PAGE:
Polythene and plastic materials continued causing difficulties in the capital dredging of the river Karnaphuli which began two years ago to restore the river’s depth for vessel movement through those points where navigability decreased drastically.
Concerned authority said that though more than two years passed only 28-30 per cent work of the project was completed so far.
On September 27, 2018, Chattogram Port Authority began the dredging work from Bakalia Char area. Under the project ‘Sadarghat-Bakalair Char Dredging’ the 2.5 kilometres long and 250 metres wide area from Sadarghat to Bakalia Char was to be deepened about 4 metres from the sea level by removing 43 lakh cubic metres of sludge.
The dredging was scheduled to be completed within a year at a cost of Tk 258.51 crore.
Bangladesh Navy was engaged to do the maintenance work relating to the dredging work for the next three years.
After completion, the area would look like Hatirjheel in Dhaka, official said.
Fish landing Station would be set up to berth fishing trawlers. After completing the dredging across 400-metre long area, the lighter jetty would be functional and 4 ships would berth in the jetty.
Two years after the project’s inception, CPA chief hydrographer Commander Mohammad Arifur Rahman on Sunday said that the entire project was ruined just due to layers of polythene on the riverbed.
‘The way polythene and plastic have been found is unexpected. They have never been able to lift more than 200 cubic feet of sediment per hour. In fact, the machine has repeatedly failed due to excessive polythene,’ Arifur explained.
He further said, ‘In the Tk 258 crore project, 43 lakh cubic metres of silt was supposed to be extracted from Karnafuli, but only 12 lakh cubic metres has been extracted. Of which, 5 lakh cubic meters is polythene and plastic.’
The hydrographer said that a BUET survey report said that the river had polythene stratum up to 4 metres, but the layer of polythene had accumulated up to 7 metres from the riverbed which is 9-11 metres deep.
Polythene stratum has created a big obstacle in the excavation work.
At first the excavation was started with three dredgers of 20 to 26 inches diameter, but later dredgers of 32 inches diameter were used. Suction cutters were brought in from China. ‘Even after that, the desired success did not come and authorities then had to apply an old method, which is dredging with a local grab dredger,’ Arifur added.
The dredging work was scheduled to be completed in September 2019. The deadline was later extended to June 2020. The CPA is now sending a proposal to the ministry to extend the project duration till June 2023, he added.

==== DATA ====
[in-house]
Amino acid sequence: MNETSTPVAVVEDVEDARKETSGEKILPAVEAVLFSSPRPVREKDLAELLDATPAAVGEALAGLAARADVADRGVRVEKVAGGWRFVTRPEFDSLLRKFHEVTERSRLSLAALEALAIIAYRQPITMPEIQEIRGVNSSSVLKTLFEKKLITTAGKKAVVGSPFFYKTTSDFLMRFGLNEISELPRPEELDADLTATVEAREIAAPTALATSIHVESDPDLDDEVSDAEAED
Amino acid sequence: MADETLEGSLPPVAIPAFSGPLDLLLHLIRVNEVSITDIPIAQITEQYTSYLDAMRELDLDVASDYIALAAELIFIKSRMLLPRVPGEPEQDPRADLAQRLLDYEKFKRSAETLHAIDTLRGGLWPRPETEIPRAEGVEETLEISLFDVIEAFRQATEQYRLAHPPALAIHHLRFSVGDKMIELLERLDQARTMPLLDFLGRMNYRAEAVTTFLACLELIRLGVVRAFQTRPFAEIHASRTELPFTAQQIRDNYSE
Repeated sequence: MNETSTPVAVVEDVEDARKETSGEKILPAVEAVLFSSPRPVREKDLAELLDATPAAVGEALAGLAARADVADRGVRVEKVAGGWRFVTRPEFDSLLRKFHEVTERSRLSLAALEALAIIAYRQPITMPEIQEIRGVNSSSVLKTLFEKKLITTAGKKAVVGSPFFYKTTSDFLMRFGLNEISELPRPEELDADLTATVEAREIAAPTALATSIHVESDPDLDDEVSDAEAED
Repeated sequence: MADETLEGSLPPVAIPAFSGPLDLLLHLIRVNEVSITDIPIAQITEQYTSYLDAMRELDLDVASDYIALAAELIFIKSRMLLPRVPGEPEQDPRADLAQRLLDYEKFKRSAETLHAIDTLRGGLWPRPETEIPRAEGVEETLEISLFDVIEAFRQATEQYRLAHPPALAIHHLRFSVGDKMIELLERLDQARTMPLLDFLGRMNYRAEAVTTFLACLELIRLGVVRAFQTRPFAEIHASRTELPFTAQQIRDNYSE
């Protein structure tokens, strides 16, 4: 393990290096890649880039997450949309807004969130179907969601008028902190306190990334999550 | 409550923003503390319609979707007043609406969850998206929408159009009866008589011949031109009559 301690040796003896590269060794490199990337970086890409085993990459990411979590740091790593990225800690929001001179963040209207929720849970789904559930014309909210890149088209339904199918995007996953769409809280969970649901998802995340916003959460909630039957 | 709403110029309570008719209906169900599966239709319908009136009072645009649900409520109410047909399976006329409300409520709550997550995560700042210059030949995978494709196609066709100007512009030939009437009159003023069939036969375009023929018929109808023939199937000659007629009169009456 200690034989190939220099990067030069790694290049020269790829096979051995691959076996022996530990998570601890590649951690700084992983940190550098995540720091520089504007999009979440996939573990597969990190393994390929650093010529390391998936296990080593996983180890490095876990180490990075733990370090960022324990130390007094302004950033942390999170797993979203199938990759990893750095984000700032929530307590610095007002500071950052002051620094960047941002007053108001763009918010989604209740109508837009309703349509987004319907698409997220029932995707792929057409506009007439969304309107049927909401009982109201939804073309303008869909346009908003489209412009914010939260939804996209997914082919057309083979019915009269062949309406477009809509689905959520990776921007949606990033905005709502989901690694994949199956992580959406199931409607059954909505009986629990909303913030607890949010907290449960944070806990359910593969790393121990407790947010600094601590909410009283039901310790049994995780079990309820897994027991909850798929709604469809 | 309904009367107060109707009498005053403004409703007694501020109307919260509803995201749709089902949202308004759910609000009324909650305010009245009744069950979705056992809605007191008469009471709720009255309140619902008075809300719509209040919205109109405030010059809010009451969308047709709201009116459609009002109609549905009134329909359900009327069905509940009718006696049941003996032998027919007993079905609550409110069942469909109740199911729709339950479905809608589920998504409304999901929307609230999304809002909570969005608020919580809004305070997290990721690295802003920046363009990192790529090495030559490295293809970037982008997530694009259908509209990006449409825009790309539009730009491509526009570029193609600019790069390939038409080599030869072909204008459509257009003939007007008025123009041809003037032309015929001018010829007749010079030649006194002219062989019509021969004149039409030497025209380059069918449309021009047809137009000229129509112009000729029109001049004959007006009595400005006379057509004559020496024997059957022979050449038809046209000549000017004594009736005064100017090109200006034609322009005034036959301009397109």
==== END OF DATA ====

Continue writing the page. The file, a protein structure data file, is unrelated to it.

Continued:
Chattogram Chamber of Commerce and Industry director Syed Sagir Ahmed said that for the last few years the residents of low-lying areas of Chattogram and the trade bodies had been suffering a lot due to waterlogging and tidal surge. The delay in Karnaphuli dredging simply aggravated the problem. As the riverbed has filled up, ship can enter into the port only during high tide.
Syed Sagir said that it should be investigated why wrong assessments were made before dredging commenced.
He also added that 7 lakh cubic metres of polythene and plastic means that Karnafuli is on the verge of death.
Earlier, the CPA scrapped another project of Karnaphuli dredging midway.
In April 2011, the CPA awarded a project, titled ‘Capital Dredging and Bank Protection with Jetty Facilities in the Karnaphuli River from Sadarghat Jetty to 3rd Karnaphuli Bridge’ to the Malaysian Maritime and Dredging Corporation and asked the firm to complete the work within 20 months.
The MMDC started their work which in May 2011 and was supposed to end it by January 2013.The project work included dredging up 3.6 million cubic metres of silt from around two kilometres of riverbed stretching from Sadarghat Jetty to some 500 metres off the 3rd Karnaphuli Bridge as well as constructing a 2,615-metre marine driveway with bank protection and a 400-metre jetty.
MMDC, took Tk 166 crore of the Tk 229.54 crore project.
Port officials said that the MMDC dredged up around 2.23 million cubic metres of silt from the riverbed of Karnaphuli. The CPA extended the deadline several times after the 2013 deadline but the contractor failed to show satisfactory progress. After repeated warnings, the CPA scrapped the deal in 2014.
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